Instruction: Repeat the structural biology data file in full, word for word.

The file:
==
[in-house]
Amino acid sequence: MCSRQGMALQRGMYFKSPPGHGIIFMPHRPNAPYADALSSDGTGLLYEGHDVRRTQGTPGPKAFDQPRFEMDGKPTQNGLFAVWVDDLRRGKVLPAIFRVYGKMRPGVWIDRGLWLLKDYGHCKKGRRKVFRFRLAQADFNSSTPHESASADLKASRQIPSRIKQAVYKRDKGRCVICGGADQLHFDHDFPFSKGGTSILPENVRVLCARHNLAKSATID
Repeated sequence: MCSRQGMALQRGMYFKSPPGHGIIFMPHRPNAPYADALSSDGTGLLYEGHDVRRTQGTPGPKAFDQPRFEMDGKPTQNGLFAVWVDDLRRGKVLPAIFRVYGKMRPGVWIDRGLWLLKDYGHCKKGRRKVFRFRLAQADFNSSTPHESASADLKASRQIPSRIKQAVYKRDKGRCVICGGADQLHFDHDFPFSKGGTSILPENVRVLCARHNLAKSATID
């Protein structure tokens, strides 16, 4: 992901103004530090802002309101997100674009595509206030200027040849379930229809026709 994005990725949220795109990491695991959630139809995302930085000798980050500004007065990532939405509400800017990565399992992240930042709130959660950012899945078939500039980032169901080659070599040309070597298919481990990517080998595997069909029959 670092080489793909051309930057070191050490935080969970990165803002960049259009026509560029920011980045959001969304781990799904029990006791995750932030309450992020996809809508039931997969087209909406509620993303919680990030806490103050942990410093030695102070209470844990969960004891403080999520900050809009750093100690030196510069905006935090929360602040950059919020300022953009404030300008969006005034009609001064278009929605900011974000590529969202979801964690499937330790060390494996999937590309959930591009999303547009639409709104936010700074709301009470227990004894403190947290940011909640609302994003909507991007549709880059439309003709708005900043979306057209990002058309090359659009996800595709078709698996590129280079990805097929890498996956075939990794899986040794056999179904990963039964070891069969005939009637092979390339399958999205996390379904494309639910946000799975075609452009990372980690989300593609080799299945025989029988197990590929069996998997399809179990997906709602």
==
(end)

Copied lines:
[in-house]
Amino acid sequence: MCSRQGMALQRGMYFKSPPGHGIIFMPHRPNAPYADALSSDGTGLLYEGHDVRRTQGTPGPKAFDQPRFEMDGKPTQNGLFAVWVDDLRRGKVLPAIFRVYGKMRPGVWIDRGLWLLKDYGHCKKGRRKVFRFRLAQADFNSSTPHESASADLKASRQIPSRIKQAVYKRDKGRCVICGGADQLHFDHDFPFSKGGTSILPENVRVLCARHNLAKSATID
Repeated sequence: MCSRQGMALQRGMYFKSPPGHGIIFMPHRPNAPYADALSSDGTGLLYEGHDVRRTQGTPGPKAFDQPRFEMDGKPTQNGLFAVWVDDLRRGKVLPAIFRVYGKMRPGVWIDRGLWLLKDYGHCKKGRRKVFRFRLAQADFNSSTPHESASADLKASRQIPSRIKQAVYKRDKGRCVICGGADQLHFDHDFPFSKGGTSILPENVRVLCARHNLAKSATID
């Protein structure tokens, strides 16, 4: 992901103004530090802002309101997100674009595509206030200027040849379930229809026709 994005990725949220795109990491695991959630139809995302930085000798980050500004007065990532939405509400800017990565399992992240930042709130959660950012899945078939500039980032169901080659070599040309070597298919481990990517080998595997069909029959 670092080489793909051309930057070191050490935080969970990165803002960049259009026509560029920011980045959001969304781990799904029990006791995750932030309450992020996809809508039931997969087209909406509620993303919680990030806490103050942990410093030695102070209470844990969960004891403080999520900050809009750093100690030196510069905006935090929360602040950059919020300022953009404030300008969006005034009609001064278009929605900011974000590529969202979801964690499937330790060390494996999937590309959930591009999303547009639409709104936010700074709301009470227990004894403190947290940011909640609302994003909507991007549709880059439309003709708005900043979306057209990002058309090359659009996800595709078709698996590129280079990805097929890498996956075939990794899986040794056999179904990963039964070891069969005939009637092979390339399958999205996390379904494309639910946000799975075609452009990372980690989300593609080799299945025989029988197990590929069996998997399809179990997906709602």